• March 17, 2016

    The writer-director Michael Mann is launching a publishing imprint, Michael Mann Books, in order to work with a stable of authors (who’ll sometimes share the cover credit with him) on fiction and nonfiction books that he’ll also develop for film and television.

    Zadie Smith

    Zadie Smith

    The New Yorker is previewing its new podcast, The Author’s Voice, in which, as of next week, you’ll be able to hear writers reading their own stories from the magazine. They’re pulling out all the stops for this first sample episode, which boasts Zadie Smith doing an American accent (or several) as she reads “Escape from New York,” her 9/11 fantasia featuring Michael Jackson, Liz Taylor, and Marlon Brando, as well as an author with an even more instantly recognizable voice, Tom Hanks.

    James Bennet, who after ten years recently agreed to leave his post as editor in chief of The Atlantic and return to the New York Times to run its editorial page, is now thought to be in the running as a successor to Dean Baquet, the Times’s executive editor.

    If anyone hasn’t yet had their fill of Elena Ferrante, her children’s book, The Beach at Night (a spin-off from her novel The Lost Daughter, which, Ferrante has noted, was the original kernel of her Neapolitan series), will appear in English later this year.

    Tonight at the New School, the National Book Critics Circle Awards will be presented: You can read appreciations by board members of the thirty finalists at the Critical Mass blog, including today’s entry, by Karen Long, on Paul Beatty’s novel The Sellout.

  • March 16, 2016

    After last night’s results, John Cassidy considers the prospect of a fight for the presidency between Hillary Clinton and Donald Trump.

    Anita Brookner

    Anita Brookner

    Novelist and art historian Anita Brookner, who won the Booker Prize in 1984 for Hotel du Lac, has died. The novelist Hilary Mantel has written that “Brookner is the sort of artist described as minor by people who read her books only once,” whereas, in Mantel’s view, the “singular quality of each, as well as the integrity of the project, is established.” Brookner told The Paris Review, of her autobiographical first novel, A Start in Life, published when she was fifty-three: “My life seemed to be drifting in predictable channels and I wanted to know how I deserved such a fate. I thought if I could write about it I would be able to impose some structure on my experience. It gave me a feeling of being at least in control. It was an exercise in self-analysis, and I tried to make it as objective as possible—no self-pity and no self-justification. But what is interesting about self-analysis is that it leads nowhere—it is an art form in itself.”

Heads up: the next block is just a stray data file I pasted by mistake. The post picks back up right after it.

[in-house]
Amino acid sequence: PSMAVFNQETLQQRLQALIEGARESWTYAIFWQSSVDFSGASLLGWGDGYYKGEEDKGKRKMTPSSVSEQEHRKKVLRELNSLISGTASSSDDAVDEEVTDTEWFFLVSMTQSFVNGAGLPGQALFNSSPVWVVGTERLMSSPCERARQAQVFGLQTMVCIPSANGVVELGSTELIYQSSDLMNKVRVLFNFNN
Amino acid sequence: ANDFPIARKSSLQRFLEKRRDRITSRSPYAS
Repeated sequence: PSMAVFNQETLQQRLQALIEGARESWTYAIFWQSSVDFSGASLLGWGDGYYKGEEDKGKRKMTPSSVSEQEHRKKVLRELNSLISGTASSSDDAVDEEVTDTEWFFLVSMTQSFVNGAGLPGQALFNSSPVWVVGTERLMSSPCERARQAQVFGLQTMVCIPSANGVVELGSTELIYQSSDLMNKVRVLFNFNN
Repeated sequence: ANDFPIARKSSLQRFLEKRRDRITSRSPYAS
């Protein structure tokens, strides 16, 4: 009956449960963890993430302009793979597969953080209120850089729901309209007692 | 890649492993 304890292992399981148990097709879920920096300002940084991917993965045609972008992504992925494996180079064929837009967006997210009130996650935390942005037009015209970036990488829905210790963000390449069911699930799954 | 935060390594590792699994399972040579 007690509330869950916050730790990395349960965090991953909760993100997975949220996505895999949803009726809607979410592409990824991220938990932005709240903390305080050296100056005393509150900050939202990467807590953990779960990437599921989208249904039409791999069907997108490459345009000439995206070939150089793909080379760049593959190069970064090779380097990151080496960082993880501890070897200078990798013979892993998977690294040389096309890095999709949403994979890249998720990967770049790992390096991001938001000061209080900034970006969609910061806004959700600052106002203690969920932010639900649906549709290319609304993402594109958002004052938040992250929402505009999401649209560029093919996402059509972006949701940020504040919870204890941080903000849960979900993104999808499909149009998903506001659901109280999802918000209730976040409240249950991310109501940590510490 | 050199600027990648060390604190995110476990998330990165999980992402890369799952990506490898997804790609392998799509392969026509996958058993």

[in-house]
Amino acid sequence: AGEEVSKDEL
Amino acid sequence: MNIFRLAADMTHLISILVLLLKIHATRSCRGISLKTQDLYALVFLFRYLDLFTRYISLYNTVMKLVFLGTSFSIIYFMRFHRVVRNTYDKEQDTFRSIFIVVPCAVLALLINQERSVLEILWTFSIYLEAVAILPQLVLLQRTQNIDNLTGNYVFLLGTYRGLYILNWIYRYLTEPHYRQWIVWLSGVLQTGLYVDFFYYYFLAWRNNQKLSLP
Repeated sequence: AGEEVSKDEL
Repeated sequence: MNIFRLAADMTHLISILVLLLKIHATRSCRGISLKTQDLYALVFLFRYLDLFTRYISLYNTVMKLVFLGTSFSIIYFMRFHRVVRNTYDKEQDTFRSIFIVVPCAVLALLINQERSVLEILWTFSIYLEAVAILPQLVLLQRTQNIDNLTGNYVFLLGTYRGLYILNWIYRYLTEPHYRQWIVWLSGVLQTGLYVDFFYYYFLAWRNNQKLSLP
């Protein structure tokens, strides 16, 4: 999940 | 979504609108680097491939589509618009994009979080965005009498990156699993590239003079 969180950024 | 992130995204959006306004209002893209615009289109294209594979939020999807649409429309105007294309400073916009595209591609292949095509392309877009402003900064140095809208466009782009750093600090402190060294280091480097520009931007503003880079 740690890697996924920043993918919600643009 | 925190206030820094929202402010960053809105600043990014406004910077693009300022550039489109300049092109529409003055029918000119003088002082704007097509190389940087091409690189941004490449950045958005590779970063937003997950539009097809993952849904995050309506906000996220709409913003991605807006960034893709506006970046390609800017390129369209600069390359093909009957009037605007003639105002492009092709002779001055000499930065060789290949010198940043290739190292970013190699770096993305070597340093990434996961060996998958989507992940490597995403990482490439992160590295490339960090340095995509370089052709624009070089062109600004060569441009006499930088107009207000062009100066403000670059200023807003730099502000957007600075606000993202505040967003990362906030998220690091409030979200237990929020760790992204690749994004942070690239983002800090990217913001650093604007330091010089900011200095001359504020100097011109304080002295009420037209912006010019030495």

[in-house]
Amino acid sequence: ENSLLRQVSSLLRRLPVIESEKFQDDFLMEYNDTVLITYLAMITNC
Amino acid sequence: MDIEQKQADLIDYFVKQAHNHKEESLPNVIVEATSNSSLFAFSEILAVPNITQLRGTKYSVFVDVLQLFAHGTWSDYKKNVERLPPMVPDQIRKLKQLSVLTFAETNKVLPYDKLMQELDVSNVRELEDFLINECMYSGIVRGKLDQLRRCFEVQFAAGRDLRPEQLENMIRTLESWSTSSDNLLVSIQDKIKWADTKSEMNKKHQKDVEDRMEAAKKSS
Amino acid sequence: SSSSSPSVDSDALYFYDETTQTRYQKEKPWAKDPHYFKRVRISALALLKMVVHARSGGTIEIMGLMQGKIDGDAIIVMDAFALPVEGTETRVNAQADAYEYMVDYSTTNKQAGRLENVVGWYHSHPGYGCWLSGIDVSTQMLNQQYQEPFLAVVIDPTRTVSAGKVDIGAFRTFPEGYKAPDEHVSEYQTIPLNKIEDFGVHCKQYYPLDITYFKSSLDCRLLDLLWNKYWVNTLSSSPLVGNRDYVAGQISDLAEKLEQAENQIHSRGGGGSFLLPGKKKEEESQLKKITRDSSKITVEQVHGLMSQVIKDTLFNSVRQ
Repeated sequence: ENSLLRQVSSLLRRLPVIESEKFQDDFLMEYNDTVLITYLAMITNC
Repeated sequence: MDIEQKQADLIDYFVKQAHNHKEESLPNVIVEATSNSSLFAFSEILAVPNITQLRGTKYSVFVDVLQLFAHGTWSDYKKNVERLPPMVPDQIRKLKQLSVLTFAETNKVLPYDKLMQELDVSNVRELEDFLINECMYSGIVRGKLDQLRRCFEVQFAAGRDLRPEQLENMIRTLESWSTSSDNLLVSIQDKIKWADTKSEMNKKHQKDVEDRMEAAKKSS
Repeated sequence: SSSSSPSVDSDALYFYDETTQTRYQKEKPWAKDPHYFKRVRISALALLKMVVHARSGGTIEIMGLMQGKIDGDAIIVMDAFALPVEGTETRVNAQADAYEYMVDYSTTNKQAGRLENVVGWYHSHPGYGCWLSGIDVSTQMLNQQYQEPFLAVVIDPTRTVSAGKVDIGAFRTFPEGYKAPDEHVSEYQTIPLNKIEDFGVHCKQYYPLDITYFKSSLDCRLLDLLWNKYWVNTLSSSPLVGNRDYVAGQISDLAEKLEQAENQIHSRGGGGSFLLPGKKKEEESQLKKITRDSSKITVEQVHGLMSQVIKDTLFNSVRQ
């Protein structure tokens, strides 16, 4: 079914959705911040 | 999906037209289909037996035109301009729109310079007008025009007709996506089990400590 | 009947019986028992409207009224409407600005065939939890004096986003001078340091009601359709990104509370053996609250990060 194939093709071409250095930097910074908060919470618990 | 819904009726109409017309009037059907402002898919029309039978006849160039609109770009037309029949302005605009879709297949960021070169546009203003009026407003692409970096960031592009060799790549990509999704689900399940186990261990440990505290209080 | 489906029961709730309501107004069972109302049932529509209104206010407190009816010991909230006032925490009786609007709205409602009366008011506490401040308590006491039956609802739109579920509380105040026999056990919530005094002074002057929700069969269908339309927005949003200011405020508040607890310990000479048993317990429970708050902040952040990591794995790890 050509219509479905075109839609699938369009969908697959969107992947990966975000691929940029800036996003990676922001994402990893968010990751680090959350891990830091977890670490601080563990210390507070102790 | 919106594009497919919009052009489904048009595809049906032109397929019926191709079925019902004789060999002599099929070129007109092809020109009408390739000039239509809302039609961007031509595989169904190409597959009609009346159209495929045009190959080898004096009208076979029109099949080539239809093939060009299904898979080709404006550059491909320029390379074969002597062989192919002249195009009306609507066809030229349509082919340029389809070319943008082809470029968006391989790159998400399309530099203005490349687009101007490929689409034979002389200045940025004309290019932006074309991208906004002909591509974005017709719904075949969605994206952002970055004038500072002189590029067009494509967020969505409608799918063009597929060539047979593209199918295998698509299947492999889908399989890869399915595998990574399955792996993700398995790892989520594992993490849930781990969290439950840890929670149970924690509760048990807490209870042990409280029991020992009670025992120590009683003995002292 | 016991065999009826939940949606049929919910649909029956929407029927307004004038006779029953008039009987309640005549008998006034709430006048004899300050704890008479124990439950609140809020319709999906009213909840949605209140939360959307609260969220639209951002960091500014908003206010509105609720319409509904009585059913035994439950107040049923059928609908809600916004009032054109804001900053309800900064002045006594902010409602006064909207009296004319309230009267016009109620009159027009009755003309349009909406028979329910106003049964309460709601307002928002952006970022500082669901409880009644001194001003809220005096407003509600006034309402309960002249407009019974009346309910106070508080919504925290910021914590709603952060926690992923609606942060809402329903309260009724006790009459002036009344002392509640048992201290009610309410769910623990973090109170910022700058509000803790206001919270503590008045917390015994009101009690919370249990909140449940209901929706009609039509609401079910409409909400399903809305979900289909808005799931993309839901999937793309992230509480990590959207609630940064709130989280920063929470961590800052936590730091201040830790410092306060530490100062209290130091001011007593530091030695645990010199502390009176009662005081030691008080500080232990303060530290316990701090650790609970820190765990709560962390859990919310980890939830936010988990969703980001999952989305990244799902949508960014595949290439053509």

Reading can be revoltingly indulgent. Writers should not necessarily shirk their responsibility to make it so.” Full Stop has the first of a two-part interview with Tony Tulathimutte, author of the novel Private Citizens.

    On the New Yorker’s website, Nicolas Niarchos has a piece on the poet Keston Sutherland: “I get the sense that he is trying to convey that his writing, too, is a product, like a carton of orange juice at a supermarket. He makes himself into the puppet that poetry has made of the words he uses, and the puppet that capitalism has, he believes, made of literature. He is aware, in other words, of the violence that he is doing to language.”

    A woman in Massachusetts has begun a Kickstarter campaign in which she offers to read some of the works of Jonathan Franzen should funders be willing to bribe her $5,000 or more.

    This evening at NYU, writers and editors Jon Baskin (of The Point), Sarah Leonard (of The Nation), and Nikil Saval (of n+1) will participate in what promises to be a lively and insightful roundtable discussion about what it means to be a public intellectual today.

  • March 15, 2016

    A somewhat chilling article in the New York Times describes a firm called Jellybooks and its founder, who hopes to use data to transform book publishing, Moneyball-style. The company is working with publishers to examine in detail how people actually read their ebooks: “On average, fewer than half of the books tested were finished by a majority of readers. Most readers typically give up on a book in the early chapters. Women tend to quit after 50 to 100 pages, men after 30 to 50. Only 5 percent of the books Jellybooks tested were completed by more than 75 percent of readers.” And, it turns out, “business books have surprisingly low completion rates”—though it’s not clear just how surprising that actually is.